About Hospice Care
Considered the model for quality care for people facing a life‐limiting illness, Pacific Coast Hospice provides expert medical care, pain management, personal care, and emotional and spiritual support individually tailored to the patient’s needs and wishes. Support is provided to the patient’s loved ones as well. Hospice focuses on caring, not curing. An interdisciplinary team of professionals is responsible for the care of each hospice patient.
Levels of Care
Benefit Periods & Eligibility
An individual may elect to receive hospice care during one or more of the following election periods:
- An initial 90-day period;
- A subsequent 90-day period; followed by
- An unlimited number of subsequent 60-day periods, if needed.
As long as the patient meets the certification criteria, there is no limit on the amount of time a patient can then spend under hospice care, although the hospice must continue to monitor continued eligibility as a part of the recertification process every 90 days for the first 180 days, and when the 90-day periods are complete, prior to every 60-day benefit period. This monitoring function takes place through the face-to-face encounter, as well as ongoing interdisciplinary team review.
If the patient is a nursing home resident and chooses to elect hospice care, the Medicare Hospice Benefit covers all care and services related to the terminal prognosis. However, the patient may not, except in unusual circumstances, receive their Medicare Skilled Nursing Home benefit at the same time as their hospice benefits. For those eligible for both Medicare and Medicaid, the nursing home’s room and board is paid by the state Medicaid program to the hospice and paid to the nursing home under a contractual arrangement between the nursing home and the hospice. This is pass through billing/contractual arrangement is not applicable to patients in Arizona under AHCCCS.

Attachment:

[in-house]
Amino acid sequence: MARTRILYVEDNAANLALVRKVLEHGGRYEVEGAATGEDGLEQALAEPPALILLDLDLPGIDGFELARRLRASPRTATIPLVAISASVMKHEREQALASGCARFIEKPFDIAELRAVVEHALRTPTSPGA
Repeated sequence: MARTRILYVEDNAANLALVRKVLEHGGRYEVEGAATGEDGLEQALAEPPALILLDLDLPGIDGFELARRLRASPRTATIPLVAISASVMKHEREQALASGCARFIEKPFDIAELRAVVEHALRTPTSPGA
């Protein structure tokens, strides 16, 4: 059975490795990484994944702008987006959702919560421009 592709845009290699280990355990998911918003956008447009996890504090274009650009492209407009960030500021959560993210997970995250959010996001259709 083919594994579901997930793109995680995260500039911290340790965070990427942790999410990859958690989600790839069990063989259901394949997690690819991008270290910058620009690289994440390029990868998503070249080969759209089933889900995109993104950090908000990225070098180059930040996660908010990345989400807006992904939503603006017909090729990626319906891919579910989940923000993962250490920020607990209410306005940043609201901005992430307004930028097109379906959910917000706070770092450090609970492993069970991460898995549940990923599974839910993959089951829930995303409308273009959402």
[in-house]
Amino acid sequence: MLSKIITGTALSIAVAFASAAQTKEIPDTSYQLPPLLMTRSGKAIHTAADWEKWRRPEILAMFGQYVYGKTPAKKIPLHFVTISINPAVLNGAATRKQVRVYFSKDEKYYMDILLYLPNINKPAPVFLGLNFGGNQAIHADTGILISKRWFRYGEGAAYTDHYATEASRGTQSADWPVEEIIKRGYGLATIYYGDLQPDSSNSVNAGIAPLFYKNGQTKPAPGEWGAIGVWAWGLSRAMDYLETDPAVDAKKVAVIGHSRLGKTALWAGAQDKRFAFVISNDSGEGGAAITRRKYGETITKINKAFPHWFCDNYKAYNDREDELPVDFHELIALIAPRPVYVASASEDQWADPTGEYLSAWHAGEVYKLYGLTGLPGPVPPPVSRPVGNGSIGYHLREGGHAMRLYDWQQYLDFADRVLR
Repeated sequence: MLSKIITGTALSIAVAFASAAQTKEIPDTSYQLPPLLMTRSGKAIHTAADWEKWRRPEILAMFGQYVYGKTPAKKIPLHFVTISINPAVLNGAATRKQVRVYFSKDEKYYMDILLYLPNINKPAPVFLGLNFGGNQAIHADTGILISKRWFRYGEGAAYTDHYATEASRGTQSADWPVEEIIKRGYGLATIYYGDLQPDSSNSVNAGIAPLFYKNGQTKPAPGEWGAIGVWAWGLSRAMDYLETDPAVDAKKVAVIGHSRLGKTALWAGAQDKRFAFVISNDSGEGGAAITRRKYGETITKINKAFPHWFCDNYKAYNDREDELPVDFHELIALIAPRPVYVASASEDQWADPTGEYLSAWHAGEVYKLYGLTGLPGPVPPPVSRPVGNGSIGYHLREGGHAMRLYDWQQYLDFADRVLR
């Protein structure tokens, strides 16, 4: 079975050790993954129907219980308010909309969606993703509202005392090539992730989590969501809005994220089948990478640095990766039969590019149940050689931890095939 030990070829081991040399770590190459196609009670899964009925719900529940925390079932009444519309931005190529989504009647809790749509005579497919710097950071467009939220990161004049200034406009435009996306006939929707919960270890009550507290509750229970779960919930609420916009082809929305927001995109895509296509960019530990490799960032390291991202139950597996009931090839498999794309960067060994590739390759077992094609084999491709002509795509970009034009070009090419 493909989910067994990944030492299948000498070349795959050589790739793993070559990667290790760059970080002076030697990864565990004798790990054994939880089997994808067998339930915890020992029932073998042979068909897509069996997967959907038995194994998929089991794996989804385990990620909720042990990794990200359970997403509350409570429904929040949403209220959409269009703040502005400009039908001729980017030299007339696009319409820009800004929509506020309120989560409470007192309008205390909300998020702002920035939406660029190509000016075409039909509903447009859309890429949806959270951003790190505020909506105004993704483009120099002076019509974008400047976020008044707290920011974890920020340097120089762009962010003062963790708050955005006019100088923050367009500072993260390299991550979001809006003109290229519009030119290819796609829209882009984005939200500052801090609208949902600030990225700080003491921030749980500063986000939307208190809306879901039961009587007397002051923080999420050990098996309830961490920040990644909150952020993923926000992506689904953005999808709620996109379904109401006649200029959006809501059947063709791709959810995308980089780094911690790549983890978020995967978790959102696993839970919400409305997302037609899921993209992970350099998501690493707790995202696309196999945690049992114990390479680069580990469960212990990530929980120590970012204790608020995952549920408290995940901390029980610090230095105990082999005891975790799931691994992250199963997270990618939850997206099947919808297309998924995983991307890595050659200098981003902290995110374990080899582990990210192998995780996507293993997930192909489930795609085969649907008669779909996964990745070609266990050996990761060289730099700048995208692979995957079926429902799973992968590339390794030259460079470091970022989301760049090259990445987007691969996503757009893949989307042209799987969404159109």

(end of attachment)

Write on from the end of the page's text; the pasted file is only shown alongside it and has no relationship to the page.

For the duration of an election of hospice care, an individual waives all rights to Medicare payments for any Medicare services that are related to the treatment of the terminal prognosis for which hospice care was elected. Exceptions include: services provided by the designated hospice, another hospice under special arrangements, or the individual’s attending physician (if the physician is not an employee of the designated hospice or receiving compensation from the hospice for his or her services).
Frequently Asked Questions
We provide trained volunteers to aid the family and patients. Most volunteers are trained to relieve the primary caregivers, do household chores, and provide companionship to patients. Perhaps the most important task, however, is their ability to be good listeners. Volunteers may also support the work of the hospice program that might not involve patient or family interaction.
Most patients receiving hospice care are covered by the Medicare hospice benefit. This benefit covers virtually all aspects of hospice care with little out-of-pocket expense to the patient or family. As a result, the financial burdens usually associated with caring for a terminally ill patient are virtually nonexistent. In addition, most private health plans and Medicaid in most states (AHCCCS in Arizona) cover hospice services.